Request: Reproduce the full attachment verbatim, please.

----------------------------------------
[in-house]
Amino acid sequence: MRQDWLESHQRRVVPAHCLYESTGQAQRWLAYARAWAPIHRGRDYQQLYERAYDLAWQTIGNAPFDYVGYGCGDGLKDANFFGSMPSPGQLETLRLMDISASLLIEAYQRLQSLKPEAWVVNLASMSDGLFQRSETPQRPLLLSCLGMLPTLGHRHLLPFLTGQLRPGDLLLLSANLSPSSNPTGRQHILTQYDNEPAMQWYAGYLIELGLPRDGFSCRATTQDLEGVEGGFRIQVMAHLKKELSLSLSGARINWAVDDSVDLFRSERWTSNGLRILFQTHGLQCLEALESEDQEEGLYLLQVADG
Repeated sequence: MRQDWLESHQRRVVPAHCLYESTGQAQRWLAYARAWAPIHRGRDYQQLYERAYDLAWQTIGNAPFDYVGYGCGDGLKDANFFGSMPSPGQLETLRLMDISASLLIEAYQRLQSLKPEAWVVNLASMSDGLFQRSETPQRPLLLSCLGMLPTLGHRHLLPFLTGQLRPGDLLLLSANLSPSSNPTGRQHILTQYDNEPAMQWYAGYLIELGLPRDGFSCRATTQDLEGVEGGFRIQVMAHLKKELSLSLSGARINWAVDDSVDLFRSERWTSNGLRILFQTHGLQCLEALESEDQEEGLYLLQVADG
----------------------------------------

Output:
[in-house]
Amino acid sequence: MRQDWLESHQRRVVPAHCLYESTGQAQRWLAYARAWAPIHRGRDYQQLYERAYDLAWQTIGNAPFDYVGYGCGDGLKDANFFGSMPSPGQLETLRLMDISASLLIEAYQRLQSLKPEAWVVNLASMSDGLFQRSETPQRPLLLSCLGMLPTLGHRHLLPFLTGQLRPGDLLLLSANLSPSSNPTGRQHILTQYDNEPAMQWYAGYLIELGLPRDGFSCRATTQDLEGVEGGFRIQVMAHLKKELSLSLSGARINWAVDDSVDLFRSERWTSNGLRILFQTHGLQCLEALESEDQEEGLYLLQVADG
Repeated sequence: MRQDWLESHQRRVVPAHCLYESTGQAQRWLAYARAWAPIHRGRDYQQLYERAYDLAWQTIGNAPFDYVGYGCGDGLKDANFFGSMPSPGQLETLRLMDISASLLIEAYQRLQSLKPEAWVVNLASMSDGLFQRSETPQRPLLLSCLGMLPTLGHRHLLPFLTGQLRPGDLLLLSANLSPSSNPTGRQHILTQYDNEPAMQWYAGYLIELGLPRDGFSCRATTQDLEGVEGGFRIQVMAHLKKELSLSLSGARINWAVDDSVDLFRSERWTSNGLRILFQTHGLQCLEALESEDQEEGLYLLQVADG